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Re. “Province tightens rules on renewables projects,” Feb. 29

In an all-out race with the forces of nature, man will always lose. The best we can hope for is a tie, a balance. When the majority of tipping points concerning climate change will occur around 2035, our provincial government declares that the finish line will instead be 2050. This is delusion.

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When the province is thrown an economic and balancing lifeline of opportunities for solar and wind power, they decline to pursue these opportunities with gusto. This is irresponsible.

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As I enjoy my provincial “viewscapes” in 20 or so years, I hope that I will not feel too bitter if agriculture is failing and forests are burning because we forfeited the tie.

Marlene Frechette, Edmonton

What’s a reasonable rent increase?

Re. “Protecting tenants key to tackling housing crisis,” Opinion, Feb. 28

My 85-plus mother-in-law owns a condo unit rented out at below market value. She is not a “rent-gouging” landlord by any means. So, what is a reasonable rate of return? Who determines what is fair? In a good year with no repair costs or additional expenses beyond condo fees and property taxes, her return on investment is a whopping, gouging 3.2 per cent.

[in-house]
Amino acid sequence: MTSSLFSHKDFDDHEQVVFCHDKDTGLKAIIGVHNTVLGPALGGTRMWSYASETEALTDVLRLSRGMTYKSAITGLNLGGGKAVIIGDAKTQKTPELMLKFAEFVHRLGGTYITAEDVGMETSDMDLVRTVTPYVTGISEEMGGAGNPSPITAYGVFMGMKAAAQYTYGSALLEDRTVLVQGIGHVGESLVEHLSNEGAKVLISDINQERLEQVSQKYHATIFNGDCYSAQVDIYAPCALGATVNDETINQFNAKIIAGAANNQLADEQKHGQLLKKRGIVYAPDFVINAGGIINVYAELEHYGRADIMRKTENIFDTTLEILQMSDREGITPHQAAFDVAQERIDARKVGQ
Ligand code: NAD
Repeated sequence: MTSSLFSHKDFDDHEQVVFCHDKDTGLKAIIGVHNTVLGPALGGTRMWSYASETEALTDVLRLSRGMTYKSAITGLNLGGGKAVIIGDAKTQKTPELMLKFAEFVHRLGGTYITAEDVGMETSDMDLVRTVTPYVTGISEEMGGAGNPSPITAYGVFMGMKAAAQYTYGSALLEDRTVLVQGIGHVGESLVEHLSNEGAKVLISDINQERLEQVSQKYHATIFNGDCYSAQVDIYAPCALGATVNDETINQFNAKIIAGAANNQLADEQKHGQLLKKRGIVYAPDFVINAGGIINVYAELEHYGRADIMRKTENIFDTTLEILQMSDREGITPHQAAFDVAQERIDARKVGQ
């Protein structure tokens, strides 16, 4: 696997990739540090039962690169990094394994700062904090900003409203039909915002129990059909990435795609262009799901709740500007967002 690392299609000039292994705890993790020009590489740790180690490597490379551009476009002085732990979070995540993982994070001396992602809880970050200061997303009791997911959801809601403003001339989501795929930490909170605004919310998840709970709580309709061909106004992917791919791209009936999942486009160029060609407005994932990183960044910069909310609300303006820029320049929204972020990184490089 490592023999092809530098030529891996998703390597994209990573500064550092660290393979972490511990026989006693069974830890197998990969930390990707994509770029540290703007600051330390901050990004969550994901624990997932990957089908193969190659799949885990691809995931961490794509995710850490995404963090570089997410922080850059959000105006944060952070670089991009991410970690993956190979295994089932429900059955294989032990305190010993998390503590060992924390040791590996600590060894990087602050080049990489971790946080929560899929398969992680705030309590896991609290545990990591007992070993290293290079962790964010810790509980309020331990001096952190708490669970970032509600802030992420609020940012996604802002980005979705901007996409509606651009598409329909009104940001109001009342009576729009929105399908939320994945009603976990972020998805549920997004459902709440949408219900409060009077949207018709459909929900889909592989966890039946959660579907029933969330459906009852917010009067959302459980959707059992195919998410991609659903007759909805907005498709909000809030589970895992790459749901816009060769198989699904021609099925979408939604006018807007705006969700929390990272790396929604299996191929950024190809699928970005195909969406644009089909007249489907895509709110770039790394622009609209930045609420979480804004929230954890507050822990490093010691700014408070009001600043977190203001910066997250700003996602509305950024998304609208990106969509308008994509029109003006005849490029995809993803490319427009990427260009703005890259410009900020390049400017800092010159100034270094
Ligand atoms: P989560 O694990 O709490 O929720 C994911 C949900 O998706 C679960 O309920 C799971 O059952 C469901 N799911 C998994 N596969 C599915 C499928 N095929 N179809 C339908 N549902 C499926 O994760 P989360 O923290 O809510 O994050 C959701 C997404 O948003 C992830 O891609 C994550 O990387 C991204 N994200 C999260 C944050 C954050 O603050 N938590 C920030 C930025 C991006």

But wait, within the past 12 months she has been hit with two special assessments totalling $6368.56.

Richard Garside, Edmonton

How far will race-based exclusions go?

Re. “You can’t fight discrimination with different discrimination,” David Staples, Feb. 28

David Staples highlights a crucial point: Why exclude specific groups when fostering diversity? Surely welcoming everyone, regardless of race, would be more effective. Financial need, not race, should be the primary criterion for scholarship allocation. This would ensure resources reach those who truly need them and avoid the issue of racial exclusion.

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The potential consequences are concerning. Would this logic extend to other services, like food banks or shelters, becoming race-restricted? Such limitations seem absurd and problematic.

Aiming for inclusivity through merit and genuine need, irrespective of background, would be a far more responsible approach.

Samson Lau, Edmonton

NDP should tout Alberta sales tax

Every so often the suggestion is made that Alberta does not have a spending problem but a revenue problem. So much more can be spent/invested simply by putting in a sales tax. As the UCP won’t touch this, perhaps the NDP can put a sales tax in their platform during the next election.

Norman Gee, Edmonton

Fee on electric vehicles justified

I had to laugh when I read about the outrage of EV owners over the Alberta government’s $200 “tax” on their vehicles.

EV owners pay significantly more to drive those cars so crying poor seems a bit disingenuous. These vehicles weigh upwards of 35 per cent more than regular cars and, as they use no fuel, they pay nothing towards the construction and maintenance of the roads that they drive on and, due to their weight, cause more wear and tear on.

They should count themselves fortunate that they weren’t charged 35 per cent more to properly compensate for the damage that they do and stop their whining.

Bob Thompson, Edmonton

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